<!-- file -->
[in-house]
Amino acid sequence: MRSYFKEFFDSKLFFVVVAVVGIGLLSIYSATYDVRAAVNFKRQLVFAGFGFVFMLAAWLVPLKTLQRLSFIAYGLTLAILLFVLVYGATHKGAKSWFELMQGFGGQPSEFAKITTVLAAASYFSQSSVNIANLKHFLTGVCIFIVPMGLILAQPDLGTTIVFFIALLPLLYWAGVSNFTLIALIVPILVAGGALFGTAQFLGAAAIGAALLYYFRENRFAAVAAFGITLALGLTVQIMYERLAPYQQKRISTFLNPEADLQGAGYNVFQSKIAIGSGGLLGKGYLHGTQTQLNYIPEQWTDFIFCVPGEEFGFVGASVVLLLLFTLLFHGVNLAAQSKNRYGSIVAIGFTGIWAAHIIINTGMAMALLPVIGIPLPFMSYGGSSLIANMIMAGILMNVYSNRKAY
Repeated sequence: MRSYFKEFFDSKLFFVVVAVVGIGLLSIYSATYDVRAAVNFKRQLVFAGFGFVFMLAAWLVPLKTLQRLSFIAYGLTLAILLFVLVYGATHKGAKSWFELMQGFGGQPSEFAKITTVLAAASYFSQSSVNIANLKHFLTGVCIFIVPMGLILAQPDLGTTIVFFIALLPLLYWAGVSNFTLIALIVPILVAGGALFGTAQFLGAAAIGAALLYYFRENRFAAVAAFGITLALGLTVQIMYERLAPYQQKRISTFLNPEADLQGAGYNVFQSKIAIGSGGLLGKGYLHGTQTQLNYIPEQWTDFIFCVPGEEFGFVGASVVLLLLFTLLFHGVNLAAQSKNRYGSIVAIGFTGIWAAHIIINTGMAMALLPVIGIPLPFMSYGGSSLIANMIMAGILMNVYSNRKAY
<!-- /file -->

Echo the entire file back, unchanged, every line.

[in-house]
Amino acid sequence: MRSYFKEFFDSKLFFVVVAVVGIGLLSIYSATYDVRAAVNFKRQLVFAGFGFVFMLAAWLVPLKTLQRLSFIAYGLTLAILLFVLVYGATHKGAKSWFELMQGFGGQPSEFAKITTVLAAASYFSQSSVNIANLKHFLTGVCIFIVPMGLILAQPDLGTTIVFFIALLPLLYWAGVSNFTLIALIVPILVAGGALFGTAQFLGAAAIGAALLYYFRENRFAAVAAFGITLALGLTVQIMYERLAPYQQKRISTFLNPEADLQGAGYNVFQSKIAIGSGGLLGKGYLHGTQTQLNYIPEQWTDFIFCVPGEEFGFVGASVVLLLLFTLLFHGVNLAAQSKNRYGSIVAIGFTGIWAAHIIINTGMAMALLPVIGIPLPFMSYGGSSLIANMIMAGILMNVYSNRKAY
Repeated sequence: MRSYFKEFFDSKLFFVVVAVVGIGLLSIYSATYDVRAAVNFKRQLVFAGFGFVFMLAAWLVPLKTLQRLSFIAYGLTLAILLFVLVYGATHKGAKSWFELMQGFGGQPSEFAKITTVLAAASYFSQSSVNIANLKHFLTGVCIFIVPMGLILAQPDLGTTIVFFIALLPLLYWAGVSNFTLIALIVPILVAGGALFGTAQFLGAAAIGAALLYYFRENRFAAVAAFGITLALGLTVQIMYERLAPYQQKRISTFLNPEADLQGAGYNVFQSKIAIGSGGLLGKGYLHGTQTQLNYIPEQWTDFIFCVPGEEFGFVGASVVLLLLFTLLFHGVNLAAQSKNRYGSIVAIGFTGIWAAHIIINTGMAMALLPVIGIPLPFMSYGGSSLIANMIMAGILMNVYSNRKAY